But sort of more important than the setting team’s knowledge of that—I think a lot of setters spend their time in the gym, [but] I’d be lying if I [said I] spent a lot of time in the evenings in the gym. So I rely on other departments in the company to really pass this on to me: the front desk, front desk supervisors, the coaching department, the adult program department…Everyone interfaces with the actual members a lot more than I do, for sure, so getting a sense of what people are asking for…

image of buck yedor while routesetting
“It’s awesome to have big dreams about what you want your program to look like, but unless you have really strong leadership a step beneath you, it’s not going to happen,” Yedor says. Currently, he oversees 18 routesetters, including multiple team leads. (Photo by Hunter Smith)

So if you’re talking to, let’s say, a desky who is there all the timeall day, every daywhat are some questions that you can ask to help you gain a clearer picture of whether or not your approach to that gym is working?

Yeah, I think just checking in on the general vibe of the clientele. Are they happy with what is being put up? Are they generally hearing positive comments? I think getting into the weeds with comment boxes is maybe not always worth it…Oftentimes the squeaky wheel gets the attention, but the people who are really motivated to leave comments are often really polarized. And so just having a general sense from the guy or the woman who comes in every day, they chat with the desky, and they leave psyched. Or if they’re just like, “The routes lately haven’t been doing it for me. They’re boring,” or “The turnover’s not fast enough,” or “I wish there was those cool comp climbs you put up. I wish you’d do more of that.” Just getting a general sense of what the average customer’s day went like. Are people generally leaving happy? Are they coming in stoked when they see the new set? What are people saying?…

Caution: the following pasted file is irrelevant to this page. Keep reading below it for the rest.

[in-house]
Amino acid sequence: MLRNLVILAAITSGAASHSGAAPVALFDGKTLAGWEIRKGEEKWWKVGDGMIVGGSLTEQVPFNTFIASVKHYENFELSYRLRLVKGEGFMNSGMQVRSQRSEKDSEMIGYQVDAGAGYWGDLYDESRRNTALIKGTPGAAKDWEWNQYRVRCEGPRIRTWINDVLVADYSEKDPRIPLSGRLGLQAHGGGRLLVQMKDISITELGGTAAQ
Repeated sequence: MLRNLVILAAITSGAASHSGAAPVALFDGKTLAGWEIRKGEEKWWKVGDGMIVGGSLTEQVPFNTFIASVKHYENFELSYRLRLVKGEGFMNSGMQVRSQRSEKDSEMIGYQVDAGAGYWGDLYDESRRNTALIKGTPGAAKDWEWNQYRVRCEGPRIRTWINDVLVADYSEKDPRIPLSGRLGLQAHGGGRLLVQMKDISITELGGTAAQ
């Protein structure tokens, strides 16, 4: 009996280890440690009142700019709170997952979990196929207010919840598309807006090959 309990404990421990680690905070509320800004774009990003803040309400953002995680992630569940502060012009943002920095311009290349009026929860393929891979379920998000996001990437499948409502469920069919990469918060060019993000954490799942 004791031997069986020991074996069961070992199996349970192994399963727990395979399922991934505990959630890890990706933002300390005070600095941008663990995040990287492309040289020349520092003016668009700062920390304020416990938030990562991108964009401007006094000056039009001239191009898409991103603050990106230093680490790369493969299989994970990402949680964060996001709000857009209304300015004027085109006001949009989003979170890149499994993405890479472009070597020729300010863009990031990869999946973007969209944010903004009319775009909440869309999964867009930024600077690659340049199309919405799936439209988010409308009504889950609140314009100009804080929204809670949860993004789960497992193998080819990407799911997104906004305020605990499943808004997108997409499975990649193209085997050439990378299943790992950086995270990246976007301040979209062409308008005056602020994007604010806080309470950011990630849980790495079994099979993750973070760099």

Eldorado Climbing

What do you think are some of the dangers of consulting only social media to keep in touch with trends?

I think it misrepresents what the average gym is doing. And even some of these really famous gyms that are putting out really cool content all the time, I think in the mind of the average setter who’s just consuming all this Instagram content, I think they are often kind of disgruntled about how lame their gym is. Like, “I wish I was just setting one boulder a day in these low-density, crazy, wild, dynamic coordination movements.” And I think from what I’ve heard, a lot of these gyms, or people, will film a boulder and forerun a boulder and then put that on Instagram without showing what the final gym product looks like. And it’s often much denser. They come in and do their filming and then go back and fill it in. And I think people just feel like they are getting the short end of the stick, having to set rock climbs…So I think people sometimes kind of lose the plot, if they spend too much time on Instagram, about what we’re really trying to accomplish…